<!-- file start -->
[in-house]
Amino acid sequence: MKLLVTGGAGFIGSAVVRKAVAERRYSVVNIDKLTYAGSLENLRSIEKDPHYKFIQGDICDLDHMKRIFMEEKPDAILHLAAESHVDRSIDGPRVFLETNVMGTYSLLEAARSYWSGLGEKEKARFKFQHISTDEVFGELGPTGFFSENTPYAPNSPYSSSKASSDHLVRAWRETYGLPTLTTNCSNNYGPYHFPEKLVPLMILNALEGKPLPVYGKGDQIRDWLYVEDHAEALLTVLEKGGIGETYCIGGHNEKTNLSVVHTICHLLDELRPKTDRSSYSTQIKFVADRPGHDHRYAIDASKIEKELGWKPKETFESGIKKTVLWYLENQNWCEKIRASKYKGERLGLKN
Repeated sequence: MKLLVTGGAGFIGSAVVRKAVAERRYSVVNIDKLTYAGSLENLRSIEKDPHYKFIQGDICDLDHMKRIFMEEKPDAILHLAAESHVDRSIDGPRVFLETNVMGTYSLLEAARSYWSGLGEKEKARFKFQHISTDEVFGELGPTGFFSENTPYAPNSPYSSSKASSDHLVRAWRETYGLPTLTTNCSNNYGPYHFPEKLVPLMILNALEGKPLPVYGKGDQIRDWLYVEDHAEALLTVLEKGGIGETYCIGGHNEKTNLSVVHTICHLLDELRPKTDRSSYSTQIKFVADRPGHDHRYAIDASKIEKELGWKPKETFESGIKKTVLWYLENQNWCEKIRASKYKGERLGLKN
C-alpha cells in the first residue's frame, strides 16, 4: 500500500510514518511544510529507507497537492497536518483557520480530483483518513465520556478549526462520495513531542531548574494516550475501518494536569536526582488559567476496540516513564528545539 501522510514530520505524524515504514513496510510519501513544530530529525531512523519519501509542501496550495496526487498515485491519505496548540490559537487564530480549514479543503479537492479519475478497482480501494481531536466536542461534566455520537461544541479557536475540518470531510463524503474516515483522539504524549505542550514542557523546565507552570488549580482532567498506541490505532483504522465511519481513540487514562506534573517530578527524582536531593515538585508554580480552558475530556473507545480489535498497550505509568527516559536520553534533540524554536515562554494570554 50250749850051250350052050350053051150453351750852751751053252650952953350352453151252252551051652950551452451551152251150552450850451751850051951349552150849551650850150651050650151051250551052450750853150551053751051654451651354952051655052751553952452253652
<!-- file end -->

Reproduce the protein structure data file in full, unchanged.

[in-house]
Amino acid sequence: MKLLVTGGAGFIGSAVVRKAVAERRYSVVNIDKLTYAGSLENLRSIEKDPHYKFIQGDICDLDHMKRIFMEEKPDAILHLAAESHVDRSIDGPRVFLETNVMGTYSLLEAARSYWSGLGEKEKARFKFQHISTDEVFGELGPTGFFSENTPYAPNSPYSSSKASSDHLVRAWRETYGLPTLTTNCSNNYGPYHFPEKLVPLMILNALEGKPLPVYGKGDQIRDWLYVEDHAEALLTVLEKGGIGETYCIGGHNEKTNLSVVHTICHLLDELRPKTDRSSYSTQIKFVADRPGHDHRYAIDASKIEKELGWKPKETFESGIKKTVLWYLENQNWCEKIRASKYKGERLGLKN
Repeated sequence: MKLLVTGGAGFIGSAVVRKAVAERRYSVVNIDKLTYAGSLENLRSIEKDPHYKFIQGDICDLDHMKRIFMEEKPDAILHLAAESHVDRSIDGPRVFLETNVMGTYSLLEAARSYWSGLGEKEKARFKFQHISTDEVFGELGPTGFFSENTPYAPNSPYSSSKASSDHLVRAWRETYGLPTLTTNCSNNYGPYHFPEKLVPLMILNALEGKPLPVYGKGDQIRDWLYVEDHAEALLTVLEKGGIGETYCIGGHNEKTNLSVVHTICHLLDELRPKTDRSSYSTQIKFVADRPGHDHRYAIDASKIEKELGWKPKETFESGIKKTVLWYLENQNWCEKIRASKYKGERLGLKN
C-alpha cells in the first residue's frame, strides 16, 4: 500500500510514518511544510529507507497537492497536518483557520480530483483518513465520556478549526462520495513531542531548574494516550475501518494536569536526582488559567476496540516513564528545539 501522510514530520505524524515504514513496510510519501513544530530529525531512523519519501509542501496550495496526487498515485491519505496548540490559537487564530480549514479543503479537492479519475478497482480501494481531536466536542461534566455520537461544541479557536475540518470531510463524503474516515483522539504524549505542550514542557523546565507552570488549580482532567498506541490505532483504522465511519481513540487514562506534573517530578527524582536531593515538585508554580480552558475530556473507545480489535498497550505509568527516559536520553534533540524554536515562554494570554 50250749850051250350052050350053051150453351750852751751053252650952953350352453151252252551051652950551452451551152251150552450850451751850051951349552150849551650850150651050650151051250551052450750853150551053751051654451651354952051655052751553952452253652